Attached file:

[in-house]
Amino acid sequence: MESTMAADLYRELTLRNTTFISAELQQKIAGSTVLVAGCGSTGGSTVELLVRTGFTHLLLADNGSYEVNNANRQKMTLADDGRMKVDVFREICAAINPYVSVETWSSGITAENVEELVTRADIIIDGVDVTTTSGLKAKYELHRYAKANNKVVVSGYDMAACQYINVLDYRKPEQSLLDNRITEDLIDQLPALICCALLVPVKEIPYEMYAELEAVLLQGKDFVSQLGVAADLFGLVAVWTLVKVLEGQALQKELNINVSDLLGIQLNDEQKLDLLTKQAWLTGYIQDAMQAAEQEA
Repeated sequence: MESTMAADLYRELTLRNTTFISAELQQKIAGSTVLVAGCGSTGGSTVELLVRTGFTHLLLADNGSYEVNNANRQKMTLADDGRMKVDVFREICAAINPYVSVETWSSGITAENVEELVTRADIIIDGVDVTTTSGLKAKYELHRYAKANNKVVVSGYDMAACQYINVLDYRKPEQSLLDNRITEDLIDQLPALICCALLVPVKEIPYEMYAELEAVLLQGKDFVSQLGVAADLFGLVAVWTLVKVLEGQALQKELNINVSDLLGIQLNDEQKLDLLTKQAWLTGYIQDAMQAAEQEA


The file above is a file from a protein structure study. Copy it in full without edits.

[in-house]
Amino acid sequence: MESTMAADLYRELTLRNTTFISAELQQKIAGSTVLVAGCGSTGGSTVELLVRTGFTHLLLADNGSYEVNNANRQKMTLADDGRMKVDVFREICAAINPYVSVETWSSGITAENVEELVTRADIIIDGVDVTTTSGLKAKYELHRYAKANNKVVVSGYDMAACQYINVLDYRKPEQSLLDNRITEDLIDQLPALICCALLVPVKEIPYEMYAELEAVLLQGKDFVSQLGVAADLFGLVAVWTLVKVLEGQALQKELNINVSDLLGIQLNDEQKLDLLTKQAWLTGYIQDAMQAAEQEA
Repeated sequence: MESTMAADLYRELTLRNTTFISAELQQKIAGSTVLVAGCGSTGGSTVELLVRTGFTHLLLADNGSYEVNNANRQKMTLADDGRMKVDVFREICAAINPYVSVETWSSGITAENVEELVTRADIIIDGVDVTTTSGLKAKYELHRYAKANNKVVVSGYDMAACQYINVLDYRKPEQSLLDNRITEDLIDQLPALICCALLVPVKEIPYEMYAELEAVLLQGKDFVSQLGVAADLFGLVAVWTLVKVLEGQALQKELNINVSDLLGIQLNDEQKLDLLTKQAWLTGYIQDAMQAAEQEA